UNDP/Africa Motors in Ambulance Procurement Saga

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Amidst allegations that some local vendors are working behind the scenes to make a windfall during this national Ebola calamity in Liberia, the United Nations Development Program (UNDP) has debunked allegations that it was working in sync with the National Ebola Taskforce to procure about 17 ambulances to help in the fight against the deadly Ebola scourge.

One of the vendors participating in the bid to supply the ambulances said that the whole process was shrouded in an unholy, unprofessional aura (atmosphere). “We are bringing this to the press because we are afraid that a certain firm wants to manipulate the process to take undue advantage”, our informants, who preferred anonymity said.

This revelation was also corroborated by a source close to the Ebola Taskforce who asked not to be named.

Our source explained that when it became obvious that there was a need for the importation of more ambulances to facilitate the transport of Ebola-affected patients and the collection of dead Ebola bodies, the Taskforce approached the United Nations Development Program (UNDP) in a bid to have the latter help in bringing the ambulances into Liberia.

 Our reporter also gathered that the Taskforce approached a number of vendors soliciting quotations for the importation of ambulances. This was confirmed by James Dorbor Jallah, Coordinator of the Taskforce.

The Daily Observer, acting on the tip off, immediately contacted UNDP to authenticate the veracity in the allegation.

On whether the UNDP advised the National Ebola Taskforce or had a conversation relative to the procurement of ambulances at the unit cost of US$33,000, Augusta Pshorr, Communication Specialist at the UNDP, said on August 13, 2014, the UNDP received a message from the Taskforce that in response to the Ebola emergency, the Government of Liberia wanted to procure 17 ambulances for immediate use, and wanted to know whether UNDP could help.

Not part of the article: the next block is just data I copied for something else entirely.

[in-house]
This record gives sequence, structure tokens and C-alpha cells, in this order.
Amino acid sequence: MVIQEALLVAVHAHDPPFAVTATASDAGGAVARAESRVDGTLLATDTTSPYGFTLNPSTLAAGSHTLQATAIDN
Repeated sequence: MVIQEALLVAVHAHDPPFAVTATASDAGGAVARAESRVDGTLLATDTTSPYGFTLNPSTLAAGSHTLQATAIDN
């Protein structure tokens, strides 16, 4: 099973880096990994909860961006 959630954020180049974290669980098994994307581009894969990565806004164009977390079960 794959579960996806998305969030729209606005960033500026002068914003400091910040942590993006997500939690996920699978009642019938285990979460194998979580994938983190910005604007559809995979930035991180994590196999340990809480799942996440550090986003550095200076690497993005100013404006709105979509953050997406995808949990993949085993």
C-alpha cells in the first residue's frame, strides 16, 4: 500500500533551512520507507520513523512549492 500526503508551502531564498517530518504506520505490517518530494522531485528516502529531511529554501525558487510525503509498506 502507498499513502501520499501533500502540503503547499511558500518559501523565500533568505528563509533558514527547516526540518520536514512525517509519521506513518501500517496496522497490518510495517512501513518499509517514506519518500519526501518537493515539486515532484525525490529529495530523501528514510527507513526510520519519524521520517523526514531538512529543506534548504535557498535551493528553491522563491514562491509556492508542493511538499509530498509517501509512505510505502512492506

Pshorr further indicated that before UNDP could respond, it (UNDP) was advised that given the urgency, action had been taken to procure 12 ambulances that would be available in 30 days; but the question was whether UNDP would assist in lifting them by air. UNDP promised to check on available options and advise accordingly, which she said UNDP could.

Pressed further on the results of the UNDP/Ebola Taskforce interaction relative to the overseas procurement of ambulances, Pshorr said it was “Just through exchanges, but in the meantime, UNDP offered to provide assistance in any future procurement needs using its procurement system that responds to emergencies like Ebola.”

By these exchanges, Pshorr could not tell the current status of the transaction and could not tell the Daily Observer whether the exchanges between the two institutions had ended in a deadlock.